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First ever UK Games Industry Census highlights need for more diversity

UKIE has launched the UK Games Industry Census to deliver a comprehensive assessment of diversity within the UK games industry.

Chris Kerr, News Editor

February 4, 2020

3 Min Read

UKIE has collaborated with the University of Sheffield and the University of Leeds to deliver the UK Games Industry Census, a first-of-its-kind report that aims to present a comprehensive assessment of diversity within the UK games industry. 

The census was completed by over 3,200 games industry employees (roughly 20 percent of the region's overall workforce) between September and October 2019, and used open and targeted recruitment methods to try and ensure a representative sample of people from across the sector. 

So, what did it find? For starters, the report suggests the UK workforce is "highly international," with 19 percent of staffers hailing from the EU/EEA, and another 9 percent heralding from the rest of the world. 

It adds that those international workers make up a third of core games production art and programming roles, and are more likely to take on senior, mid-level, and junior roles -- but feature less in managerial and director positions. 

The UK games sector also seems to be a rather youthful industry, with two thirds of employees being aged 35 or under. Yet, despite that, 54 percent of people in the industry have worked in the sector for five years or more. 

Highlighting a need for improvement in certain areas, it also found that only 10 percent of people working in games are Black, Asian, or minority ethnic (BAME). Although that figure is slightly higher than the national average, it's below the average in the working-age population. It also suggests that BAME workers are "noticeably less represented in senior positions." 

Offering a gender breakdown, the census notes that 70 percent of employees are male, compared to 28 percent female and 2 percent non-binary workers, adding that female representation is "significantly under the national average of those in work." 

In terms of education, it notes that 81 percent of workers are educated to at least undergraduate level, rising to 88 percent for core games production roles in art or programming. There's also a hint towards something of a class divide, with 12 percent of the UK workforce having attended an independent or fee-paying school. That's nearly double the national average of 7 percent.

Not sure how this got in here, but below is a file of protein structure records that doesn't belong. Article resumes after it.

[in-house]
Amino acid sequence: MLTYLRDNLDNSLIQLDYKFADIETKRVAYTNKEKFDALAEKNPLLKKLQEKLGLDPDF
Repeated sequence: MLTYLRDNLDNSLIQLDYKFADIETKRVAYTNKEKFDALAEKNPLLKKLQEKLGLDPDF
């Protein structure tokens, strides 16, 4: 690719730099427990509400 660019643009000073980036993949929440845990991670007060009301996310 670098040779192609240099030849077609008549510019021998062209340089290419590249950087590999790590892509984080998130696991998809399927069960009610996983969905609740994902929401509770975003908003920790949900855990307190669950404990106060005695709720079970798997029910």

Another big takeaway is that 21 percent of games workers are LGBTQ+, which other data sources suggest is a "significantly high proportion."

"At 2 percent, non-binary representation in the UK games industry workforce is higher than the national average, which is estimated at 0.4 percent," adds the report. "Trans people make up 3 percent of the games industry workforce, which again is above the estimated 1 percent within the national population." 

As well as releasing the census, which you can read in full here, UKIE also launched a brand new pledge called 'Raise The Game' to inspire the UK industry to improve equality, diversity, and inclusivity. 

UKIE hopes to have 200 UK game businesses signed up to the initiative by 2021, all of which will be encouraged to foster diversity and inclusion by recruiting fairly and widely, curating welcoming work environments through education, and using marketing and community engagement to reflect greater diversity at every level. 

You can learn more about Raise The Game, including how to take part, by clicking right here.

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About the Author(s)

Chris Kerr

News Editor, GameDeveloper.com

Game Developer news editor Chris Kerr is an award-winning journalist and reporter with over a decade of experience in the game industry. His byline has appeared in notable print and digital publications including Edge, Stuff, Wireframe, International Business Times, and PocketGamer.biz. Throughout his career, Chris has covered major industry events including GDC, PAX Australia, Gamescom, Paris Games Week, and Develop Brighton. He has featured on the judging panel at The Develop Star Awards on multiple occasions and appeared on BBC Radio 5 Live to discuss breaking news.

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